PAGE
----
Tag Archives: ash tree press

Real books on this morning’s sunlit shelf…


Sculpture by Tony Lovell

Sculpture by Tony Lovell

bigbookbooksrock3 booksrock2 booksrock1


Links to more of my rocks and books in the comment below.

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The Haunted Bookshelf

Photo of my own haunted bookshelf

The Ash Tree Press Yahoogroups ‘All Hallows’ has been going many years with much discussion activity on ghost stories and things horror genre, of which group I have been a member. Yesterday, Christopher Roden announced another Yahoogroups entitled ‘The Haunted Bookshelf’ specifically at first to discuss systematically the stories in Ann and Jeff VanderMeer’s massive and massively acclaimed THE WEIRD. You may apply for membership here: http://groups.yahoo.com/group/Haunted_Bookshelf
Their Facebook page for immediate updates etc: https://www.facebook.com/TheHauntedBookshelf

During November 2011, I conducted a detailed systematic real-time review of THE WEIRD here: https://nullimmortalis.wordpress.com/2011/11/16/df-lewiss-real-time-review-of-the-vandermeers-massive-the-weird/ and I have since received a lot of good feedback about it — including from one of its editors in a public statement and, yesterday, out of the blue, Johnny Mains started a new thread on his Facebook page with a link to my review and stating that it was: “The greatest review of any book in the history of reviews.”

I don’t intend to re-post any of that review to The Haunted Bookshelf discussion group or, at this stage, to re-read the book. But I hope members of the group, if they think fit, will read my review about each story ‘in media res’. I shall be interested to see what the others think of the stories and I shall no doubt make input regarding any new thoughts of my own during the discussion.

Weird: A Compendium of Dark and Strange Stories


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Wormwood and Frances Oliver

The latest ‘Wormwood’, Issue 18, has just been published by Tartarus Press.  A regular journal dealing with Literature of the fantastic, supernatural and decadent.

I am delighted to report that it contains not only an article about the fiction works of Frances Oliver (a ground-breaking event in itself) but also a fascinating article that has given me much new food for thought about her stories and novels. The article is entitled  CULTIVATING THE DEMON WITHIN: AN APPRECIATION OF FRANCES OLIVER and is written by Paul Newman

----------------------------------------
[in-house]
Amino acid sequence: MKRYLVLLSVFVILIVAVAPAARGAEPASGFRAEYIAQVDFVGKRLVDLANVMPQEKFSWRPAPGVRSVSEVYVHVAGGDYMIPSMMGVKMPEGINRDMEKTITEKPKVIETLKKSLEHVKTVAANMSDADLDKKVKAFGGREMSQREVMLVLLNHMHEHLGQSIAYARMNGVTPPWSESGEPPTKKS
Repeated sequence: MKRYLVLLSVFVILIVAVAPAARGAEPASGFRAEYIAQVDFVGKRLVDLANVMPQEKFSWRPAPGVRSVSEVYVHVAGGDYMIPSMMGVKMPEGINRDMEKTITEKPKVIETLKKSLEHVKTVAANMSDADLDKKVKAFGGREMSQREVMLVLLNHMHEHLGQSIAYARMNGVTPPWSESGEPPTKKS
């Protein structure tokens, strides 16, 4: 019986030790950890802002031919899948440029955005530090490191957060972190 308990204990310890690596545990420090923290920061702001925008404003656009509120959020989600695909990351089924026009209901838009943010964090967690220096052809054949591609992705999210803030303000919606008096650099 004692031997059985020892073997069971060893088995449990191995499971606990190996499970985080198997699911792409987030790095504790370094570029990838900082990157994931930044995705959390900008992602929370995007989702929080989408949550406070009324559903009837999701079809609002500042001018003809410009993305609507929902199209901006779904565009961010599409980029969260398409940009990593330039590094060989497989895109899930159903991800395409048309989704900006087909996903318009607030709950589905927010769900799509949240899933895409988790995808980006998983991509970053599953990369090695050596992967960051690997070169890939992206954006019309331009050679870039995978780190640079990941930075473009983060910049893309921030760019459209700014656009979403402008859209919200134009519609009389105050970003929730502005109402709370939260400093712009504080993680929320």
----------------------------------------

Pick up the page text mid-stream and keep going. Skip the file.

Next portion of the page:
I believe Paul Newman once published a story of mine many years ago in his magazine entitled ‘Abraxas’, but I have not been in touch with him since then.  He may not even remember the event!  Whatever the case, I would like to thank him for his reference in the article to me and my Frances Oliver review site.  I am very pleased to see his own  endeavours to obviate the scandalous lack of recognition regarding the Frances Oliver canon.  One day every lover of good literature (mainstream or genre) will be reading her work.

And thanks to Rebekah Brown for first introducing me to the work of Frances Oliver via the All Hallows discussion forum.  And to Ash Tree Press for publishing three of her books.

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The Book of Bunk – by Glen Hirshberg

I’m due to start below another of my gradual real-time reviews, turning leitmotifs into a gestalt. All my other real-time reviews, during the last three and half years, are linked from here: http://dflewisreviews.wordpress.com/

I purchased this novel today as a customer from Amazon UK and downloaded it in a Kindle format to my ipad.


The Book of Bunk – by Glen Hirshberg

Ash Tree Press Kindle : 2012 (first published in 2010)

There is no guarantee how long it will take to complete this review, whether days or years.

CAVEAT: Spoilers are not intended but there may be inadvertent ones. You may wish (i) to take that risk and read my review before or during your own reading of the book, or (ii) to wait until you have finished reading it. In either case, I hope it gives a useful or interesting perspective.